Testing Options with SQL Server 2000 and 2005
Testing database applications for many organizations is a challenging task that is difficult to setup, automate and validate. Luckily, more time is getting allocated into development projects to conduct more rigorous testing. In this tip we will outline some of the realities to perform SQL Server 2000 and 2005 testing and opportunities to streamline the process.
SQL Server 2000 and 2005 offer a number of opportunities to perform application testing to include the following items:
People, Process and Technology
The reality is that people, processes and technology are needed to conduct proper testing. Taking any one item out of the equation will not result in the expected outcome. So be sure to impress upon your team that it is necessary to have an equal amount all of three components for success. It is difficult for a great piece of technology to solve a difficult problem without highly talented people and a comprehensive process.
SQL Server Instances
Both SQL Server 2000 and 2005 support a single default instance and 15 named instances on the same server. What this means is that with per CPU licensing up to 16 instances can exist on a single server without incurring any additional licensing costs. If your testing is encapsulated at a SQL Server instance level, then up to 16 versions of the code can exist on 1 server.
With SQL Server 2005, additional instance options are available for other portions of the application, i.e. Analysis Services.
For more information visit:
- Multiple Instances of SQL Server
- Working with Named and Multiple Instances of SQL Server 2000
- File Locations for Default and Named Instances of SQL Server 2005
SQL Server 2005 Express Edition
Another option for testing is leveraging the SQL Server 2005 Express Edition which is a free copy of the database engine and Reporting Services with limitations on the number of CPUs, memory usage, etc. This version offers a fully featured GUI and all of the bells and whistles. This means that this edition gives you the opportunity to perform functional testing of the application on multiple independent machines at a very reasonable cost.
If the testing incorporates SQL Server and other components installed in Windows, then multiple SQL Server instances may be helpful, but they are not the solution because DLL's may need to be redeployed for each test or build, limiting the capabilities for parallel testing. Leveraging the Express edition may be an option if many machines are available, but this too can quickly become unwieldy. One recommendation is to leverage Microsoft Virtual Server or VMWare as a means to have multiple virtual instances of Windows with SQL Server, IIS, your application, etc. all residing on 1 physical server. This results in the opportunity to have many independent and fully featured instances of Windows and with multiple code bases.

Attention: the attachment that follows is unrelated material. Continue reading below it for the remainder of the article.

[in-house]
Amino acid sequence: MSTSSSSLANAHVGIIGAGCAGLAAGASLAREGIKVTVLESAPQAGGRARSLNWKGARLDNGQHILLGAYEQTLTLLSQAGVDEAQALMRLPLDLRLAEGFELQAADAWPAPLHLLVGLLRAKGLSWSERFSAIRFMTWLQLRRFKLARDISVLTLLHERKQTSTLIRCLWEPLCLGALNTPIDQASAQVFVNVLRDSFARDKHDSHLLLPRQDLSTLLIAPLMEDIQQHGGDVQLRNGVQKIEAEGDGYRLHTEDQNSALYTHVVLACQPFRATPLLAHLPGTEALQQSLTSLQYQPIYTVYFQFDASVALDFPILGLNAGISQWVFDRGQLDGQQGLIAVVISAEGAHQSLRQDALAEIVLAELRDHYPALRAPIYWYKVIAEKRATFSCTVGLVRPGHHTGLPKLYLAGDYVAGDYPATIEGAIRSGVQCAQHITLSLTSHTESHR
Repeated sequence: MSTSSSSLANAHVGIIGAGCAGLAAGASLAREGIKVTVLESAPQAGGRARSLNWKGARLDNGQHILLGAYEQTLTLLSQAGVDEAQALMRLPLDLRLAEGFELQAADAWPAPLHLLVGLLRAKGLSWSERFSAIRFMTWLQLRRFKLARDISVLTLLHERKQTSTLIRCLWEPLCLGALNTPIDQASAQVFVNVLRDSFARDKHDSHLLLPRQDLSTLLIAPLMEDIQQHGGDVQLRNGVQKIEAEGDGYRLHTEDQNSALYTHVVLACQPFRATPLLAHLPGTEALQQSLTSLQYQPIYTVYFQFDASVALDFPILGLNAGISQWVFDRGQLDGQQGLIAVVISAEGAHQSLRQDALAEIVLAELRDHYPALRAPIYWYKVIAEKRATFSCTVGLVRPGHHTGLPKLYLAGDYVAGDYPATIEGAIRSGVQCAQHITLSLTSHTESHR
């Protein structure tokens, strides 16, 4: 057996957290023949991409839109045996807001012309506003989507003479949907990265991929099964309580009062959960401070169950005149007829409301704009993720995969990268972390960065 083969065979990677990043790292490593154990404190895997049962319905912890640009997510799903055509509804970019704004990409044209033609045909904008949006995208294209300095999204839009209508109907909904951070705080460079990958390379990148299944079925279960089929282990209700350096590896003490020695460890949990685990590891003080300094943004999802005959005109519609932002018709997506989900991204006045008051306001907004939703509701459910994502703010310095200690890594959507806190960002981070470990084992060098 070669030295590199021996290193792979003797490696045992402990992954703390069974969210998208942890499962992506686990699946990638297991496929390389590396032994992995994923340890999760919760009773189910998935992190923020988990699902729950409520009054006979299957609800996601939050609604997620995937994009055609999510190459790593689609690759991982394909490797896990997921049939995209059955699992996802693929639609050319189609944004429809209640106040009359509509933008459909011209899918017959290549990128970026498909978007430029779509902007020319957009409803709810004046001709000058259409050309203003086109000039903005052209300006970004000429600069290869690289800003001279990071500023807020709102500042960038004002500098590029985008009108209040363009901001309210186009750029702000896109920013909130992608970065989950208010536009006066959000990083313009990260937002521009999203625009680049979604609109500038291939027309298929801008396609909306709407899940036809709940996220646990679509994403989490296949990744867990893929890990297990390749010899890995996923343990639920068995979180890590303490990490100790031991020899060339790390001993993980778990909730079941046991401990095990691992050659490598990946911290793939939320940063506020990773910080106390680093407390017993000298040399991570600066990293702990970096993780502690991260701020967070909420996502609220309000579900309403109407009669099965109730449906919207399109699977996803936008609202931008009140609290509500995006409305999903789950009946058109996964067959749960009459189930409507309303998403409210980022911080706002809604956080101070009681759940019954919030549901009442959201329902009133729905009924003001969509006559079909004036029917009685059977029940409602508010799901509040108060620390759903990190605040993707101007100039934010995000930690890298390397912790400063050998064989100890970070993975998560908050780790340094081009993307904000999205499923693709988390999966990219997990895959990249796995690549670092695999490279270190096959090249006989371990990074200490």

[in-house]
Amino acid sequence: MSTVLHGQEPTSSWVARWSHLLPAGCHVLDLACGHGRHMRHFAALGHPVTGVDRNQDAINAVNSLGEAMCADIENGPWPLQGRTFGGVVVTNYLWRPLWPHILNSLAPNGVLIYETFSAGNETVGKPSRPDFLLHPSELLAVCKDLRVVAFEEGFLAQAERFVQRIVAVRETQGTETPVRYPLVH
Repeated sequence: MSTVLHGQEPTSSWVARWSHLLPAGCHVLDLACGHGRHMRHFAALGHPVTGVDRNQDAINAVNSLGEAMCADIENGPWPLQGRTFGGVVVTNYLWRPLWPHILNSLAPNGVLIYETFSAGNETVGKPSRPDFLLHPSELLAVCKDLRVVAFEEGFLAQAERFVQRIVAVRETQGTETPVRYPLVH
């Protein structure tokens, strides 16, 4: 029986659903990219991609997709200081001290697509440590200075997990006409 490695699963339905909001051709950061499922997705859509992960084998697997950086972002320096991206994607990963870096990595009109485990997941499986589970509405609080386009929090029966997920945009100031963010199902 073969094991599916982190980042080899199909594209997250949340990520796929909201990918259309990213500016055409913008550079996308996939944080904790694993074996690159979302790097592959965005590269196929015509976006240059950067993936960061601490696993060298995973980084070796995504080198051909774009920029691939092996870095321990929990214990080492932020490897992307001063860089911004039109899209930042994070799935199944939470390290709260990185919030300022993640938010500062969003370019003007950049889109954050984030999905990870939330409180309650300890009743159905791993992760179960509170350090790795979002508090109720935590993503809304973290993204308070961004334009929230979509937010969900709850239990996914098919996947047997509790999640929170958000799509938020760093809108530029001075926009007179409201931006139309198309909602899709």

If you are familiar with other database platforms, then synonyms should be no stranger. With SQL Server 2005, Microsoft introduced synonyms as a means to have a single name of an object reference a different underlying object in another schema or database or even on another SQL Server.
Check out this information as a synonyms primer:
*** NOTE *** - Synonyms are not available in SQL Server 2000.
Since synonyms are not available in SQL Server 2000, one potentially viable option is to leverage VIEWS as a means to have a single name that can reference another object.
With many scripts underlying objects need to be created, altered or dropped. Depending on how the code is written and executed, it may be difficult to determine if these commands were successful or not. One way to fill this gap in SQL Server 2005, is by leveraging the new DDL triggers. These can be created to notify the team as the code completes and the objects are created, altered or dropped.
Check out these tips to setup DDL triggers:
- Evaluate your current SQL Server testing plans and determine gaps that need to be filled.
- Discuss options to test your SQL Server applications with your team members
- See if you can incorporate their feedback to determine the best means to test SQL Server applications in your environment.
- On your next project, consider leveraging some of these options to streamline the testing process and improve the application.
- Stay tuned for additional tips on automating testing with native and third party SQL Server tools.
- Share your testing ideas with the community by sending an email to [email protected]. Your ideas may be featured in an upcoming tip.
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Article Last Updated: 2006-08-18